Gaming takes time, so the market is something of a zero-sum game. Gaming is a bit like music in that tastes differ. My daughter, for instance, is a social gamer, while my son is into console strategy games. The time they take from games is mostly taken from TV. I have the set to myself these days.
The big news in gaming over the last few years has been the rise of social gaming, which started with games like Farmville from Zynga , which my daughter played for months. Notice I wrote "played." In social gaming, trends rise and fall like pop songs.
Social games don't require much bandwidth and they are relatively simple. By seizing this ground, Facebook has become the dominant gaming platform.
During a speech at this week's GameDev Conference in San Francisco this week Sean Ryan, the Facebook head of game partnerships who came over from News Corp. in 2011, delivered some big numbers on the success of this strategy.
There are now 250 million gaming users on Facebook, the company paid $2 billion to developers over the last year, and over 100 developers took home over $1 million of that money, as reported by WebMediaBrand's site Inside Facebook. Facebook's big news at the conference was that it's ready to pay developers in local currency.
Ryan acknowledged that Facebook's niche is in casual games, like Farmville. The latest in this line is Candy Crush Saga from King.com, of London, England. But by being the home of such games Facebook is at the center of a $3 billion business, he said.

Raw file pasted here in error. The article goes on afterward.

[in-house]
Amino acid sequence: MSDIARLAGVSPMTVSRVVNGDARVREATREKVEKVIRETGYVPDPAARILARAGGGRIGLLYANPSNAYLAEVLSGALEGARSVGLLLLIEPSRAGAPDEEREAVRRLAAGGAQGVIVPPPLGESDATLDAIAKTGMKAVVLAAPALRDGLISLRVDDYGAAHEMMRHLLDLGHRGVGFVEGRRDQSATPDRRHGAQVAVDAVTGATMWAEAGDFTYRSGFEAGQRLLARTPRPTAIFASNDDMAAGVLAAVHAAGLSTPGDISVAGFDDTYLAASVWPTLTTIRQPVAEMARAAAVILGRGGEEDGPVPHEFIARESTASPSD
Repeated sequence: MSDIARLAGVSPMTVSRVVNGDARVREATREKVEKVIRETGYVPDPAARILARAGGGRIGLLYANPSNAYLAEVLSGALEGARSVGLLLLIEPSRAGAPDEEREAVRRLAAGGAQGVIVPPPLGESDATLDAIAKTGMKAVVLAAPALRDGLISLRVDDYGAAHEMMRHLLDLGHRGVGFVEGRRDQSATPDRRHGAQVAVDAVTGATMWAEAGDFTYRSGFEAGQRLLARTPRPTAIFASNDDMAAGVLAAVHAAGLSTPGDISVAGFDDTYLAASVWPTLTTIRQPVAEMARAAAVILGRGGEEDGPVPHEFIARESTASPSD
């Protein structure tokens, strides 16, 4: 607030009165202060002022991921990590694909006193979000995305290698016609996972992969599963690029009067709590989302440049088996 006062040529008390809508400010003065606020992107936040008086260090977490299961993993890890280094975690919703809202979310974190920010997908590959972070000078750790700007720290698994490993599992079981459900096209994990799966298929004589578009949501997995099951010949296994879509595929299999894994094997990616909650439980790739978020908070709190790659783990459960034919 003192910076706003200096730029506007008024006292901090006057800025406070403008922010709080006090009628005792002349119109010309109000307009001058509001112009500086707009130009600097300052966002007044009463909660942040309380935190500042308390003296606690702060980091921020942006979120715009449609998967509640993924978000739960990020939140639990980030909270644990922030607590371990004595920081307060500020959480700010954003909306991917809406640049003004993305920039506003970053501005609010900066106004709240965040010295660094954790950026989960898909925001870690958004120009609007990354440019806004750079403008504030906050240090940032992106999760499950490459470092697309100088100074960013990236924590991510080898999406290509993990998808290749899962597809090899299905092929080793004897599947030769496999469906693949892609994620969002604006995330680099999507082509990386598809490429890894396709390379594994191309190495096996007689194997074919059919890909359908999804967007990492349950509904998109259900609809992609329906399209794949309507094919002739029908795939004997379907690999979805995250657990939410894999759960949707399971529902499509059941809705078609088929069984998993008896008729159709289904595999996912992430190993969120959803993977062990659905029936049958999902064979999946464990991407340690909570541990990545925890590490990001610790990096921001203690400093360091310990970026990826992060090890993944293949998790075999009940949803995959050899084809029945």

WebMediaBrand's Appdata site tracks Facebook game usage. Its numbers are revealing.
The top developers are mainly the names you know including Zynga , Microsoft and Yahoo! along with some new European-based game makers such as King.com.
Ryan wants to grow Facebook with what he calls "core" games, which are deeper, more similar to console games, adding that a number of such titles will come out on Facebook soon.
But to a panel of leading-edge game developers covered by Thomas Claburn of Information Week, Facebook is fading and developers are fleeing its toxic "get rich quick" mentality. Facebook's days as the social gaming frontier are over, according to these developers, and the big growth will come elsewhere.
You can call that whinging, but history shows investors need to listen closely. It's not just the games and the game companies that change quickly but the gaming platforms.
Just 15 years ago David Sheff wrote in "Game Over" about how Nintendo had taken over the market and would dominate for years. Nintendo has since risen and fallen a number of times, and currently its Wii U game console is the industry's "disaster of the year," as even the WiiUDaily admits.
Nintendo was eclipsed by the Sony PlayStation, which was eclipsed in the U.S. by the Microsoft Xbox.
Microsoft itself built a big market in PC games that played like console games, and the leader in that business is Valve Software, whose Steam platform manages distribution but is now threatened by Microsoft's own Appstore, which wants to emulate Apple and take over that end of the business. (Thus Valve is building its own console, the Steam Box.)
What Facebook is trying to do is climb up the stack of complexity, from the low-end casual and social games played by my daughter to the high-end console strategy games played by my son. All I can say is if it can get those two together it will be a first. And, like a family dinner, it won't last.
At the time of publication, the author was long YHOO, NWS and AAPL.
This article is commentary by an independent contributor, separate from TheStreet's regular news coverage.